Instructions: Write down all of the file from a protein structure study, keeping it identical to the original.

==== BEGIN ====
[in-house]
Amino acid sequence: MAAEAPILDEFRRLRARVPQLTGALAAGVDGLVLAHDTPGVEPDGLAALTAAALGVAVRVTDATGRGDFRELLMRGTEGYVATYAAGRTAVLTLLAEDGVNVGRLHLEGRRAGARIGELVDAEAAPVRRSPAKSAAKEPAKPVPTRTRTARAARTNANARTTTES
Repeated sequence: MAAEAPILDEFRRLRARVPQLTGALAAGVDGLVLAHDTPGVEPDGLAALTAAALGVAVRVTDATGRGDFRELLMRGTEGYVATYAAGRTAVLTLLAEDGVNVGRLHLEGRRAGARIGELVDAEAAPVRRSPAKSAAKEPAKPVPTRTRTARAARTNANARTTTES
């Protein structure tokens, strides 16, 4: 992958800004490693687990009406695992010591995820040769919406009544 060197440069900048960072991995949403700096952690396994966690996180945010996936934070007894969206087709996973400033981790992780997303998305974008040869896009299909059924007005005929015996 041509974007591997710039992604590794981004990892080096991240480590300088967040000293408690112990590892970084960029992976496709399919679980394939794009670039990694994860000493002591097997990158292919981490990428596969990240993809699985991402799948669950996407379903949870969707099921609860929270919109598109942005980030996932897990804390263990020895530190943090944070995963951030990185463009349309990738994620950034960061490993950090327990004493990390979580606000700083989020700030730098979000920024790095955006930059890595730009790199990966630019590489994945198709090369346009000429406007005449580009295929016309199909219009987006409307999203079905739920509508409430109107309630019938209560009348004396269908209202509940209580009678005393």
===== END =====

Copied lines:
[in-house]
Amino acid sequence: MAAEAPILDEFRRLRARVPQLTGALAAGVDGLVLAHDTPGVEPDGLAALTAAALGVAVRVTDATGRGDFRELLMRGTEGYVATYAAGRTAVLTLLAEDGVNVGRLHLEGRRAGARIGELVDAEAAPVRRSPAKSAAKEPAKPVPTRTRTARAARTNANARTTTES
Repeated sequence: MAAEAPILDEFRRLRARVPQLTGALAAGVDGLVLAHDTPGVEPDGLAALTAAALGVAVRVTDATGRGDFRELLMRGTEGYVATYAAGRTAVLTLLAEDGVNVGRLHLEGRRAGARIGELVDAEAAPVRRSPAKSAAKEPAKPVPTRTRTARAARTNANARTTTES
């Protein structure tokens, strides 16, 4: 992958800004490693687990009406695992010591995820040769919406009544 060197440069900048960072991995949403700096952690396994966690996180945010996936934070007894969206087709996973400033981790992780997303998305974008040869896009299909059924007005005929015996 041509974007591997710039992604590794981004990892080096991240480590300088967040000293408690112990590892970084960029992976496709399919679980394939794009670039990694994860000493002591097997990158292919981490990428596969990240993809699985991402799948669950996407379903949870969707099921609860929270919109598109942005980030996932897990804390263990020895530190943090944070995963951030990185463009349309990738994620950034960061490993950090327990004493990390979580606000700083989020700030730098979000920024790095955006930059890595730009790199990966630019590489994945198709090369346009000429406007005449580009295929016309199909219009987006409307999203079905739920509508409430109107309630019938209560009348004396269908209202509940209580009678005393």